She started work as a junior engineer with a project team involved in the development and production of U.S. Marine Corps communications shelters. It was her job to review design mods, work with research equipment and parts specs, and do engineering evaluations and feasibility studies. She also worked on validation and verification of drawings and commercial and government technical manuals, ran training courses for system setup and operation, and saw manufacturing, production and assembly up close when she worked with the Sacramento, CA Army Depot.
In 1989 she became the in-service engineering agency lead of a Marine Corps command and control shelter system. She designed, tested, produced and fielded several engineering upgrades to computers, software, displays and even operator seating, and received a Commandant of the Marine Corps commendation for her work.
In 1993 Machniak did a six-month tour at SPAWAR Systems Command in Washington, DC as the U.S. Navy commercial satellite acquisition program manager. She learned how the HQ program sponsor, Navy resource sponsor and Congress all work together to fund and execute programs. She helped develop DoD program planning, budget submissions and acquisition documentation.
In 1995 Machniak was promoted to supervisor of the Meteorological and Oceanographic systems branch. Her first major challenge was to move the Vallejo field activity programs, equipment and personnel to San Diego, CA. Relocation of lab, production and sustainment activities took a year, and the operation eventually merged into SPAWAR Systems Center Pacific, which has more than 4,000 people.
In 2001 Machniak became manager of the Command and Control Fleet Engineering division. Her programs included Navy command and control, communications, computers, intelligence, surveillance and reconnaissance (C4ISR) systems; submarine electronic support, tactical data links, IT tools, cost engineering and more.
Since 2006 Machniak has managed the Joint Integrated Systems division. She oversees C4ISR in-service engineering and sustainment support for a number of systems. Her division has about a hundred civilian and military people, and includes engineers, scientists, info and admin specialists.
Her most recent work includes homeland and force-protection security projects with the Navy, Coast Guard and DHS, as well as the evolution of distance support with the C4I Customer Support Knowledge Center.
Throughout her career she's used managerial and analytical skills and her ability to grasp the bigger-picture perspective, she says. "I've always set high standards for myself and others.
"Being ambitious in your career is fine, but job satisfaction is the real key. First and foremost, enjoy what you do," she advises. "My satisfaction comes from working on all the cool programs and projects, and knowing that my team is supporting the warfighters."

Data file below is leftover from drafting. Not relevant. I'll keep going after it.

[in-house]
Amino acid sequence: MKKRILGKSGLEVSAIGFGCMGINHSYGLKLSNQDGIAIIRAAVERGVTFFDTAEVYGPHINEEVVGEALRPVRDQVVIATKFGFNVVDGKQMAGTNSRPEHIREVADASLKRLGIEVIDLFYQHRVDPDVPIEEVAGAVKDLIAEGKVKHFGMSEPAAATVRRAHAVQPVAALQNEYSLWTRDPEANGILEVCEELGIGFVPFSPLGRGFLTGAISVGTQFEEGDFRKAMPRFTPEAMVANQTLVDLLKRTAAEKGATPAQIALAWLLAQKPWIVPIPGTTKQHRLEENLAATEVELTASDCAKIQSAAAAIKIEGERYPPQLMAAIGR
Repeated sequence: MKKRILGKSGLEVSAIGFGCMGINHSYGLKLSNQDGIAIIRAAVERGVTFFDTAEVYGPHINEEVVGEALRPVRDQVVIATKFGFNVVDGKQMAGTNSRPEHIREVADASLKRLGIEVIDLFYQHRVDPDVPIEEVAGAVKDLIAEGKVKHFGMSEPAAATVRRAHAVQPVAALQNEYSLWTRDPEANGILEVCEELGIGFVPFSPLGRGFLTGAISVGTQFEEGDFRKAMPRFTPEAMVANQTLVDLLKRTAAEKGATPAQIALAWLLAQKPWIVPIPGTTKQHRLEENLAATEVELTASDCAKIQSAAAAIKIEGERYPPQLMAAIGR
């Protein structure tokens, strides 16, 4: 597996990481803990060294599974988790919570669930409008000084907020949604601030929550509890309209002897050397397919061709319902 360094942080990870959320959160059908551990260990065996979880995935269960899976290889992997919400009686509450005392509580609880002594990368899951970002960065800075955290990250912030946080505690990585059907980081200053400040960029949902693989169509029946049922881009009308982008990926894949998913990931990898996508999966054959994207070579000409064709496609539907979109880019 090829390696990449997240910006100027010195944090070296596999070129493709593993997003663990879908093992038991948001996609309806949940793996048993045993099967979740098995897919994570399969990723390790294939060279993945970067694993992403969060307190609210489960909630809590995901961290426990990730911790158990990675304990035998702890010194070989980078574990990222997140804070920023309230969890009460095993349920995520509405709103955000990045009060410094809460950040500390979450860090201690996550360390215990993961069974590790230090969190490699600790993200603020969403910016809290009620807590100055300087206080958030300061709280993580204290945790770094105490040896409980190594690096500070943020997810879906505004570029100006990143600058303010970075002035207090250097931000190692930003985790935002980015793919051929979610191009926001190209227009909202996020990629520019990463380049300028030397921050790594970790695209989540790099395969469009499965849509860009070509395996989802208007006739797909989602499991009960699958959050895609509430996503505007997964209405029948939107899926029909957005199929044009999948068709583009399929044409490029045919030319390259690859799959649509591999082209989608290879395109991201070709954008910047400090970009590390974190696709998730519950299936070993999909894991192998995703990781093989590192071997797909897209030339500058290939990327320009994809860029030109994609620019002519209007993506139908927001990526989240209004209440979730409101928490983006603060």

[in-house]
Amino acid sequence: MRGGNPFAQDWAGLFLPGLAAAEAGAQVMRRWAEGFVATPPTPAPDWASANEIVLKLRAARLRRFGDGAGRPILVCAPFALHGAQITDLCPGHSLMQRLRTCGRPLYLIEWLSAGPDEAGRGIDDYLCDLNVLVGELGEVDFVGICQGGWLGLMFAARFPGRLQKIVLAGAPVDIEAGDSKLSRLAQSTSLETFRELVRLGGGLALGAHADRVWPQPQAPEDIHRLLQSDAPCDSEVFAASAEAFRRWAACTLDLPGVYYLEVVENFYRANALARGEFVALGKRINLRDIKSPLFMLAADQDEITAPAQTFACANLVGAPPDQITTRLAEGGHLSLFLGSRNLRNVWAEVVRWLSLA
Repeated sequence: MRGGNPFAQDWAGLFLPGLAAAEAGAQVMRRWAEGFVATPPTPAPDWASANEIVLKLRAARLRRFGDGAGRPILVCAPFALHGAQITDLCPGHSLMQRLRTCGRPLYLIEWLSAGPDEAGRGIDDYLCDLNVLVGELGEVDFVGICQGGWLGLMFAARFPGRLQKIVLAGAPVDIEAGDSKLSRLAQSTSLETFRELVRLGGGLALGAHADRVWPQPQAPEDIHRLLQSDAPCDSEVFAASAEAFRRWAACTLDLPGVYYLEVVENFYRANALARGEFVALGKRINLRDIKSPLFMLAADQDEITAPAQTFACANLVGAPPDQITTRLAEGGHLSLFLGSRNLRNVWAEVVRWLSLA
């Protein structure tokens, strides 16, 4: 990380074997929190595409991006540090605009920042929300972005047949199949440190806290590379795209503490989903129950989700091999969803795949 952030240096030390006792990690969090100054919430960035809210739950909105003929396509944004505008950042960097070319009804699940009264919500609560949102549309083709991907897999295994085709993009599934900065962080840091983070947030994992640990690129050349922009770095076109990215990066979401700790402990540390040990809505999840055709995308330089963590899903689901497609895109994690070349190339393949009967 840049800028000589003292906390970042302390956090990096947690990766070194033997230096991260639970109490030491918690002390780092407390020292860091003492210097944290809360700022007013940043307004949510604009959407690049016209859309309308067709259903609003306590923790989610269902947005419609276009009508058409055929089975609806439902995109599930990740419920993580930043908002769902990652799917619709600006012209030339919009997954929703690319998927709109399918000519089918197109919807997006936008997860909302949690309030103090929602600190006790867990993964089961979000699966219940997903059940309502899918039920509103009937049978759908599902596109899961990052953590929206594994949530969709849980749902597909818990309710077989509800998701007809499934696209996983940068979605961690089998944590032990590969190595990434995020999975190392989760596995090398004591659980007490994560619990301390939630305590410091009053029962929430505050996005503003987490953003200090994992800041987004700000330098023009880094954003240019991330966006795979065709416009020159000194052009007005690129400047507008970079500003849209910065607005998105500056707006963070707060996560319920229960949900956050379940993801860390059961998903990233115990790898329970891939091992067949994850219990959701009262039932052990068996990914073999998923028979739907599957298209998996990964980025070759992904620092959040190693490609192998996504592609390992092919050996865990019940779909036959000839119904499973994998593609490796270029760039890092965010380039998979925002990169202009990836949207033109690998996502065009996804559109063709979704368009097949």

Rachel Morford is a senior member of tech staff at Aerospace
Rachel Morford supports the aerospace industry as a senior member of tech staff at Aerospace Corp (El Segundo, CA). She earned her 2007 BSEE at the University of Southern California in Los Angeles, focusing on satcomm and ICs, and completed an MSEE the same year.
She went on for the MS because she saw that the market demanded it, she explains. "It was obvious that an MS was something companies valued, and I realized it would be a challenge to try to balance work and school later."
In school Morford completed an internship at Raytheon working on radar programs, and did some analysis work for the government in Washington, DC. A third internship at NASA's Jet Propulsion Lab (Pasadena, CA) involved mission concept design work for earth satellites.
Equipped with the MS, Morford found a job at Aerospace as a member of tech staff in the launch directorate group. She was involved with launch systems for the Delta IV and Atlas V rockets that service satellites; then she took responsibility for supporting the chief engineer. "When a technical issue came up I worked with him to evaluate and develop a solution," she says.
When she first worked for Aerospace Morford traveled to contractor sites to view rocket hardware. "I have learned an incredible amount since I came here," she says. She has several mentors and also attends programs at the Aerospace Institute, an in-house education program.
"I'm grateful my manager took a chance and hired me right out of grad school," she says. "I enjoy my work. I get to launch rockets for a living; how cool is that?"
Debra Aubrey is a member of tech staff at General Dynamics
Debra Aubrey, member of technical staff at General Dynamics C4 Systems (Scottsdale, AZ), completed a BS in engineering with a concentration in CS in 1983 at the University of Connecticut and a 1989 MS in management engineering at the University of Bridgeport (Bridgeport, CT). Software engineering "looked like a field that could take me places!" she says.
She found her first job at Perkin-Elmer (Norwalk, CT), a company that makes scientific tools, lasers and mirrors. She was a software engineer working to develop embedded software for spectrometers. She did her programming in C, which she says laid a foundation for software process that she's built on throughout her career.